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Journal of Drug Delivery
Volume 2012 (2012), Article ID 173465, 9 pages
Review Article

Reversible Masking Using Low-Molecular-Weight Neutral Lipids to Achieve Optimal-Targeted Delivery

1Delivery Systems, Gradalis Inc., 2545 Golden Bear Drive, Suite 110, Carrollton, TX 75006-2317, USA
2Mary Crowley Cancer Research Centers, 1700 Pacific Avenue, Suite 1100, Dallas, TX 75201, USA

Received 14 November 2011; Revised 9 February 2012; Accepted 27 February 2012

Academic Editor: Fabiana Quaglia

Copyright © 2012 Nancy Smyth Templeton and Neil Senzer. This is an open access article distributed under the Creative Commons Attribution License, which permits unrestricted use, distribution, and reproduction in any medium, provided the original work is properly cited.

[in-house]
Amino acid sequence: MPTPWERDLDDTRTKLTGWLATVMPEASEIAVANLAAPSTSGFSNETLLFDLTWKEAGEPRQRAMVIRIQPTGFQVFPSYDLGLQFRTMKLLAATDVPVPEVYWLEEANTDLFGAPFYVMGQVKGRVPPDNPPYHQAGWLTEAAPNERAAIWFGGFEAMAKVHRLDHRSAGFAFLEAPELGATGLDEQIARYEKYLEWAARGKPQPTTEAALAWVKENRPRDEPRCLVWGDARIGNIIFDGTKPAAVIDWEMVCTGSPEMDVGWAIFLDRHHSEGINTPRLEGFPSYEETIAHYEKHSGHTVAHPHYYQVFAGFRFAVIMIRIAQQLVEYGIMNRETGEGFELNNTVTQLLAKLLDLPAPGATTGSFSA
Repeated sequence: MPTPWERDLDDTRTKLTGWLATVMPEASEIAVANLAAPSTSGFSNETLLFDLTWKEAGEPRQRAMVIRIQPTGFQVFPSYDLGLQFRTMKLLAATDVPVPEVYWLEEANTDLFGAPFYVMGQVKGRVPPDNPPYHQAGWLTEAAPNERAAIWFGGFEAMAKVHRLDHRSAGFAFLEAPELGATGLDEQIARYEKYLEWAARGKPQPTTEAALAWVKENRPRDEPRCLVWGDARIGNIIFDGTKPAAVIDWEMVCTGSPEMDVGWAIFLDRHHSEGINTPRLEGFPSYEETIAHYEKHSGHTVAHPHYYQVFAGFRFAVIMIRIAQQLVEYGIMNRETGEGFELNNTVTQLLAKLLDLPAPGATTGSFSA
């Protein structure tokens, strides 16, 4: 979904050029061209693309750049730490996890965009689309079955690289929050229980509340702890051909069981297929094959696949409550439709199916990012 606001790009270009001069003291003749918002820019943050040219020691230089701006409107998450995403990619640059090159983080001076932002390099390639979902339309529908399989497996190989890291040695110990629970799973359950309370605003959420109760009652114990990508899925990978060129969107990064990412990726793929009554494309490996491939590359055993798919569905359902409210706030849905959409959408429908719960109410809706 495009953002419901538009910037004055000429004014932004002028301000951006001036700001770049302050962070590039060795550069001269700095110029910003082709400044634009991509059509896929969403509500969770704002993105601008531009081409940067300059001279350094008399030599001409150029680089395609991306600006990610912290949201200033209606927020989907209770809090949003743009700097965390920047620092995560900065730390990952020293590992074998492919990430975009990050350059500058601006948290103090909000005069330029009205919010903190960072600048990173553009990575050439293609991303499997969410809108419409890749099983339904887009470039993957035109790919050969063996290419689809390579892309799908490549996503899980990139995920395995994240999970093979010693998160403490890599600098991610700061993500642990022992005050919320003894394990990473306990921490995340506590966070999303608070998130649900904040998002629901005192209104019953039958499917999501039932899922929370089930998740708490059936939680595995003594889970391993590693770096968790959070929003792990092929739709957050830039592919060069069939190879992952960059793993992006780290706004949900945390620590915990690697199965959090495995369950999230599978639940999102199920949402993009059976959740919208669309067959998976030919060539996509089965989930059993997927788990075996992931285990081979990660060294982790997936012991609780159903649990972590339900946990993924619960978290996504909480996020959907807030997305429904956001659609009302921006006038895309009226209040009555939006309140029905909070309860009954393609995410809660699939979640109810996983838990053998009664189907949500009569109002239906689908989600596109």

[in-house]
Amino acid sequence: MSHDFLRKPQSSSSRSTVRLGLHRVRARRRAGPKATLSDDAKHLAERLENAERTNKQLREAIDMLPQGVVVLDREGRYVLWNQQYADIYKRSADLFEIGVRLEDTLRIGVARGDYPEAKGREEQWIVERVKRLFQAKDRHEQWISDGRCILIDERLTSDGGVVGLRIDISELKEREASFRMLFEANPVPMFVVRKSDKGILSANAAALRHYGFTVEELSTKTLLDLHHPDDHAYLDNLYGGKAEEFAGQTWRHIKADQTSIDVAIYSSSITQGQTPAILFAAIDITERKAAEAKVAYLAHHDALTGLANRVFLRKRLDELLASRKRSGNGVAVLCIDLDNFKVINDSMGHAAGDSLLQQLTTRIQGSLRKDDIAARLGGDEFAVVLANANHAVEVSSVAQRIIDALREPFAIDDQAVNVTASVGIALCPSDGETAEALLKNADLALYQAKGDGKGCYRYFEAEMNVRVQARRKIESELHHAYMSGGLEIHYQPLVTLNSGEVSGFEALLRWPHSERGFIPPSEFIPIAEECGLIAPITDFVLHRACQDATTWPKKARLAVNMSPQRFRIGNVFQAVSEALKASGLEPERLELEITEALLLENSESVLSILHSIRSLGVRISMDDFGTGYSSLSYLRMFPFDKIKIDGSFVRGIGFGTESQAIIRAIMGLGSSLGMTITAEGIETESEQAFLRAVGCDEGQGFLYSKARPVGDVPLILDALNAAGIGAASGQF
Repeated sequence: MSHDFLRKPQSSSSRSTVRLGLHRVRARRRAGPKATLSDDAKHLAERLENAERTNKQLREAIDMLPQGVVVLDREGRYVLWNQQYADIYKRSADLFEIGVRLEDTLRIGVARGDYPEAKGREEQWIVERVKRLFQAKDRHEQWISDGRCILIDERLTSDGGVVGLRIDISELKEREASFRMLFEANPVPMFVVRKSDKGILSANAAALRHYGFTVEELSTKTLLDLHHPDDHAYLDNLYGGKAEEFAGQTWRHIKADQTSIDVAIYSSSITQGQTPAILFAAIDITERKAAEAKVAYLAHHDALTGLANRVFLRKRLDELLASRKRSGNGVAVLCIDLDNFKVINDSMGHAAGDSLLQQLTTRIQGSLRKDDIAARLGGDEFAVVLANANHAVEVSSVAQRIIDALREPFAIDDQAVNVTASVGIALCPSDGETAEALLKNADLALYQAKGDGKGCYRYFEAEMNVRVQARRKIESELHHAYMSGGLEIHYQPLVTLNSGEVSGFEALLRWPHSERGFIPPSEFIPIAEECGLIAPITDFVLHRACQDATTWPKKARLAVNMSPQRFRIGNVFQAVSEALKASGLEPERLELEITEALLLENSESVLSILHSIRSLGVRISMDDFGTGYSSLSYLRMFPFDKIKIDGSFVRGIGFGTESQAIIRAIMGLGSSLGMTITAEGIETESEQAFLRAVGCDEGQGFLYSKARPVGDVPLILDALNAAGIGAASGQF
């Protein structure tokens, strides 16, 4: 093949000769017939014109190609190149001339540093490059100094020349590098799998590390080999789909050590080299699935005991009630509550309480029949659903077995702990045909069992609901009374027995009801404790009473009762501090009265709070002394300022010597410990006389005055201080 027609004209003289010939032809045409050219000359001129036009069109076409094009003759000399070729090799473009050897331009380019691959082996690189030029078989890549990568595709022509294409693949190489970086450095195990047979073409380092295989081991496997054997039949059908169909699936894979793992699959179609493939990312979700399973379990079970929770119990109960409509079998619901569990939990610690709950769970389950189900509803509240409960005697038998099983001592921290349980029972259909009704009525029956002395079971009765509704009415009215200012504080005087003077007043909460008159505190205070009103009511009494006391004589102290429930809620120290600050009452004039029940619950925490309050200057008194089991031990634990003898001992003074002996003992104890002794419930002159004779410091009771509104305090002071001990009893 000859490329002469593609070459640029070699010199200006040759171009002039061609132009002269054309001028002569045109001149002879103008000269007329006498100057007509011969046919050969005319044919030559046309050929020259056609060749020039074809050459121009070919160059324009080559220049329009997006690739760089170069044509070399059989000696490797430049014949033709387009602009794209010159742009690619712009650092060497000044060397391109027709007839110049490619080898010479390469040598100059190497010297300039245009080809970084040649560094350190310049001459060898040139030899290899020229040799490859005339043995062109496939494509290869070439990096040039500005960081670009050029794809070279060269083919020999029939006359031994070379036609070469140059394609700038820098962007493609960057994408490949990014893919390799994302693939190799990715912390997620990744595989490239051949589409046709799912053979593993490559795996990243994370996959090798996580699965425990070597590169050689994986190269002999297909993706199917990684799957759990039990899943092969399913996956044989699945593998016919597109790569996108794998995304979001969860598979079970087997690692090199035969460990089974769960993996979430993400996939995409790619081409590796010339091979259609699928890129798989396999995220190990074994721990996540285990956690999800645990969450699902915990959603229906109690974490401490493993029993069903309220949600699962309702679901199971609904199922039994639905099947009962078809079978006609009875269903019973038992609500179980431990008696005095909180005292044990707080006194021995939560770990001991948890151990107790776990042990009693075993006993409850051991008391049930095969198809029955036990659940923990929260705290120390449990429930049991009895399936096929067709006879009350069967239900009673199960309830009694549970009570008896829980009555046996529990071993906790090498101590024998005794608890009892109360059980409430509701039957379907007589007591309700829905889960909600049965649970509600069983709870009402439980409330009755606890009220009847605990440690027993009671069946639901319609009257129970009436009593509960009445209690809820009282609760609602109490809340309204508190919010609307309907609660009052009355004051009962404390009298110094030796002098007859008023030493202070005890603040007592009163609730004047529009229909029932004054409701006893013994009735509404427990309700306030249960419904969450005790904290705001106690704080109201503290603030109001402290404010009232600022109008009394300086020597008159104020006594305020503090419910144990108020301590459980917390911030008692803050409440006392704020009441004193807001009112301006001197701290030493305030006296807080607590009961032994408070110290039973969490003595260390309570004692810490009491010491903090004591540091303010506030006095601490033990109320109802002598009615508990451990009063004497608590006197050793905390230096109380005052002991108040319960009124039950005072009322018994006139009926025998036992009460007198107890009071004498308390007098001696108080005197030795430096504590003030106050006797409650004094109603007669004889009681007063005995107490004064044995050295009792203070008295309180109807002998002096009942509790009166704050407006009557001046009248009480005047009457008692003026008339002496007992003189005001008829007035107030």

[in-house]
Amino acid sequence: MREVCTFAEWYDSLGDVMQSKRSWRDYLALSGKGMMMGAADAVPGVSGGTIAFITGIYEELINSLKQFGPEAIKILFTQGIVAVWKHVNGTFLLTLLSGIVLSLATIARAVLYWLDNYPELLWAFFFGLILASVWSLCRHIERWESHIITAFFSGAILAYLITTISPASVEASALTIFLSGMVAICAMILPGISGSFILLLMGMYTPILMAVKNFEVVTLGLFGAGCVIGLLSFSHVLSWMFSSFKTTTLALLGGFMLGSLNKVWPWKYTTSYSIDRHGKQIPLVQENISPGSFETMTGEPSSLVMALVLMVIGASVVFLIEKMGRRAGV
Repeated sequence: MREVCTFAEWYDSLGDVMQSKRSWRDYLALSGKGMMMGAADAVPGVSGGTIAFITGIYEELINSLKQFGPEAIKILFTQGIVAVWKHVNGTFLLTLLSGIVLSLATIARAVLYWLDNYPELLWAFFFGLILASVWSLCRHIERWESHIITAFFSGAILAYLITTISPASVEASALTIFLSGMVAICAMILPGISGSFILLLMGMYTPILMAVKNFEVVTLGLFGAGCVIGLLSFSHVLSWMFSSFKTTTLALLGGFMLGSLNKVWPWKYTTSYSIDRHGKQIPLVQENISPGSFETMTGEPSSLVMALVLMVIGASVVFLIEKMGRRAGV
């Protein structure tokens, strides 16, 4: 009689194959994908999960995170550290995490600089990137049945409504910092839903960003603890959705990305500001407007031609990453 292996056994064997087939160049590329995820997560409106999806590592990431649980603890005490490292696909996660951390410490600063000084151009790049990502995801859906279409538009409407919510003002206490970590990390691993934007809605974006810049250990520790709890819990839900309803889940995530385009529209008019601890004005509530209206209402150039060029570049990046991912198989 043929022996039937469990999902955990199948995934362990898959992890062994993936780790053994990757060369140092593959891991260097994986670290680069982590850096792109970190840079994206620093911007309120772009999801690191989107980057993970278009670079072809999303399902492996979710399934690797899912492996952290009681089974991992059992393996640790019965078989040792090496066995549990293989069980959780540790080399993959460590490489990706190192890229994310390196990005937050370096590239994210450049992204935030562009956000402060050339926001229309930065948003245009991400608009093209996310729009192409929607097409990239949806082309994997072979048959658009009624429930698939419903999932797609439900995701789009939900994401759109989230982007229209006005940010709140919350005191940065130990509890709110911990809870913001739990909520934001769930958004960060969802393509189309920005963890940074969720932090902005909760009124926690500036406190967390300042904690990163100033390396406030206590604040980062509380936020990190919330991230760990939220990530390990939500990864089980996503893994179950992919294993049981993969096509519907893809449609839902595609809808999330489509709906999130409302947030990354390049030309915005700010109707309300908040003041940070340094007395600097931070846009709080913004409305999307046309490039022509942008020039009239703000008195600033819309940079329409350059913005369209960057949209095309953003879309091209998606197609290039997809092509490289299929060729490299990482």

Intravenous injection of therapeutics is required to effectively treat or cure metastatic cancer, certain cardiovascular diseases, and other acquired or inherited diseases. Using this route of delivery allows potential uptake in all disease targets that are accessed by the bloodstream. However, normal tissues and organs also have the potential for uptake of therapeutic agents. Therefore, investigators have used targeted delivery to attempt delivery solely to the target cells; however, use of ligands on the surface of delivery vehicles to target specific cell surface receptors is not sufficient to avoid nonspecific uptake. PEGylation has been used for decades to try to avoid nonspecific uptake but suffers from many problems known as “The PEGylation Dilemma.” We have solved this dilemma by replacing PEGylation with reversible masking using low-molecular-weight neutral lipids in order to achieve optimal-targeted delivery solely to target cells. Our paper will focus on this topic.